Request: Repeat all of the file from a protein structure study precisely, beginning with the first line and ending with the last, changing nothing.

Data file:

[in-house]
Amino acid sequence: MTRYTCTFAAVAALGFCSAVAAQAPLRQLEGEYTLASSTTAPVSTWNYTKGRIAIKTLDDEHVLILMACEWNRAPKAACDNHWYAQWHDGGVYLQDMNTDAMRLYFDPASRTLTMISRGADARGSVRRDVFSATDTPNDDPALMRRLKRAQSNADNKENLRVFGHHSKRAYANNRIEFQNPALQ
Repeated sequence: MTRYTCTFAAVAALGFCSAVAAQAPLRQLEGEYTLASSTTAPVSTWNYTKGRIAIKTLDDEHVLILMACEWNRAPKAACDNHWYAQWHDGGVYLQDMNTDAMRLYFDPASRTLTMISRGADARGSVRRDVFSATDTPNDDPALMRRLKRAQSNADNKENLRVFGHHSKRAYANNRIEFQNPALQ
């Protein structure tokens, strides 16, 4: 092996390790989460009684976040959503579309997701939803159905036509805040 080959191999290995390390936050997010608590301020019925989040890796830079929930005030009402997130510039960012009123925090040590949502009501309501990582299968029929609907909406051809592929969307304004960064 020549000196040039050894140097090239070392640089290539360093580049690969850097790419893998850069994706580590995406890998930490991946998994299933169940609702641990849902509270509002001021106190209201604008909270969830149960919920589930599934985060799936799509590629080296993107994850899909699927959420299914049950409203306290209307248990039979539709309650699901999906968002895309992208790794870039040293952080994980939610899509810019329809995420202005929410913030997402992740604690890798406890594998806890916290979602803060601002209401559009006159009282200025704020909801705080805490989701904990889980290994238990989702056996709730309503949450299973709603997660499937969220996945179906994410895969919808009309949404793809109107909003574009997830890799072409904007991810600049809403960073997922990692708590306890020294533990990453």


[in-house]
Amino acid sequence: MTRYTCTFAAVAALGFCSAVAAQAPLRQLEGEYTLASSTTAPVSTWNYTKGRIAIKTLDDEHVLILMACEWNRAPKAACDNHWYAQWHDGGVYLQDMNTDAMRLYFDPASRTLTMISRGADARGSVRRDVFSATDTPNDDPALMRRLKRAQSNADNKENLRVFGHHSKRAYANNRIEFQNPALQ
Repeated sequence: MTRYTCTFAAVAALGFCSAVAAQAPLRQLEGEYTLASSTTAPVSTWNYTKGRIAIKTLDDEHVLILMACEWNRAPKAACDNHWYAQWHDGGVYLQDMNTDAMRLYFDPASRTLTMISRGADARGSVRRDVFSATDTPNDDPALMRRLKRAQSNADNKENLRVFGHHSKRAYANNRIEFQNPALQ
């Protein structure tokens, strides 16, 4: 092996390790989460009684976040959503579309997701939803159905036509805040 080959191999290995390390936050997010608590301020019925989040890796830079929930005030009402997130510039960012009123925090040590949502009501309501990582299968029929609907909406051809592929969307304004960064 020549000196040039050894140097090239070392640089290539360093580049690969850097790419893998850069994706580590995406890998930490991946998994299933169940609702641990849902509270509002001021106190209201604008909270969830149960919920589930599934985060799936799509590629080296993107994850899909699927959420299914049950409203306290209307248990039979539709309650699901999906968002895309992208790794870039040293952080994980939610899509810019329809995420202005929410913030997402992740604690890798406890594998806890916290979602803060601002209401559009006159009282200025704020909801705080805490989701904990889980290994238990989702056996709730309503949450299973709603997660499937969220996945179906994410895969919808009309949404793809109107909003574009997830890799072409904007991810600049809403960073997922990692708590306890020294533990990453």